Stinging fire ants are no match for acid-covered crazy ants that have been waging chemical warfare to overrun parts of the American South.
That's the eye-catching – or stomach-turning – finding by researchers from the University of Texas at Austin, who published a new paper Thursday titled, “Chemical Warfare Among Invaders.”
Tawny crazy ants, named for their tan color and erratic movements, have been displacing colonies of fire ants in southern Texas and Florida by using a novel chemical defense, one that helps them heal stings from fire ants during battles.
“Upon being stung, crazy ants stand on their hind and middle legs, curl their modified abdomens underneath their bodies and begin grooming themselves with secreted formic acid,” a statement on the findings says. “This detoxification behavior allowed 98 percent of tawny crazy ants stung by fire ants to survive, compared to 48 percent without the detoxification behavior.”
A number of ant species use chemicals as weapons against one another, but what makes tawny crazy ants different is that they use their chemicals as a countermeasure.
“Where one ant uses its defensive chemistry to detoxify the venom of another ant, it is unique to our knowledge,” says Edward LeBrun, a researcher at the University of Texas who led the study. “It certainly opens up the question to look for it now.”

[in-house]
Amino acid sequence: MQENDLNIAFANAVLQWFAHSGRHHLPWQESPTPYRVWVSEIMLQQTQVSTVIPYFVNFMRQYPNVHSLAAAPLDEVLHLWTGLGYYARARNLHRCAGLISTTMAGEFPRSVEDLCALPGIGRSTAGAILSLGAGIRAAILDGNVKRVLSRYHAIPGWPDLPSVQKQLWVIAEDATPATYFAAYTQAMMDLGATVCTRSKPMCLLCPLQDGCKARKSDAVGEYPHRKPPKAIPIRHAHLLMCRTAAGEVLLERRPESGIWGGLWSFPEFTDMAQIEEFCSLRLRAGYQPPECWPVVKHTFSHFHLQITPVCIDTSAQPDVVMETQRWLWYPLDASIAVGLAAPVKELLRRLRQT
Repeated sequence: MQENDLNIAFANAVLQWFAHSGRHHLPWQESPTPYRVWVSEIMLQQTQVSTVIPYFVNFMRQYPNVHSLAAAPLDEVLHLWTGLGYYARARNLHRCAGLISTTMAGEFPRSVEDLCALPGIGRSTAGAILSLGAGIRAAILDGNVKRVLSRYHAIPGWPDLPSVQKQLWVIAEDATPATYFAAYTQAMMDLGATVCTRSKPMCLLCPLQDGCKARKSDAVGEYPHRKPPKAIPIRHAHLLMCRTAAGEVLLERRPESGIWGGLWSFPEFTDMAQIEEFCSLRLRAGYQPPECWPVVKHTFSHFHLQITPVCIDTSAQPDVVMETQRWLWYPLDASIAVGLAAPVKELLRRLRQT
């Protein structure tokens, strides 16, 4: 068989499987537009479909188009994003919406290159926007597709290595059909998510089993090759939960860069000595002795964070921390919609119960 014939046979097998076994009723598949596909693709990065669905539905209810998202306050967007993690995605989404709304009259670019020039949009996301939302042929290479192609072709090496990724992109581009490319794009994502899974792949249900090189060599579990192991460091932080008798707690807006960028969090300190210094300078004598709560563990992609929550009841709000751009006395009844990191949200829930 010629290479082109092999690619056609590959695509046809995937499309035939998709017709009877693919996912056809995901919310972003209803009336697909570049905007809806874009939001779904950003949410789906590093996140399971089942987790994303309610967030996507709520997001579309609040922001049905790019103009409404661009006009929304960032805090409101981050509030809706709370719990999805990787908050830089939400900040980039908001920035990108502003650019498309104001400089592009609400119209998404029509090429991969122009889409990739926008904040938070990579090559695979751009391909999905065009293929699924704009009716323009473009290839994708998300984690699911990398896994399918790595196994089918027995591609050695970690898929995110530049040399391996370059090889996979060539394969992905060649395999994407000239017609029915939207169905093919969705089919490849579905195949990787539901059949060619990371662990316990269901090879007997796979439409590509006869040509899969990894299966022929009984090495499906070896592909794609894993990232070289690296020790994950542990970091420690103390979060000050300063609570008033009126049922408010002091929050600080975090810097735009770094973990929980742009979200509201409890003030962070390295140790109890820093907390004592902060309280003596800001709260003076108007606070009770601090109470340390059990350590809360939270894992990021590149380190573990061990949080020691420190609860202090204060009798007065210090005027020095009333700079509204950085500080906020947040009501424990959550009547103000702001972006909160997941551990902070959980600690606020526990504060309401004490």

Both fire ants and tawny crazy ants hail from Argentina, Paraguay and southern Brazil. The researchers believe the crazy ants’ healing powers evolved there, where competition for resources is most fierce. The ants then brought this ability with them to the United States.
“They come north, and they meet their old enemies from South America, and they express this behavior,” LeBrun says.
Red ants have caused hundreds of millions of dollars in damage to agricultural crops and livestock, but they’ve been pushed out in recent years by tawny crazy ants, which often nest in electronics and have infested buildings, in particular, by the millions, news reports say.
“Once you have an invasion like this going on, and it’s getting out of cities and into nature, the next question becomes, ‘Well, how far are they going to go?’” LeBrun says. “One thing that could have limited them was competition with other species, like fire ants” – a competition that tawny crazy ants so far are decidedly winning.
“We don’t know what’s going to limit their range expansion,” LeBrun continues. “Most likely tolerance to drought, flooding, freezing, arid conditions, but we don’t yet know what those tolerances are for tawny crazy ants.”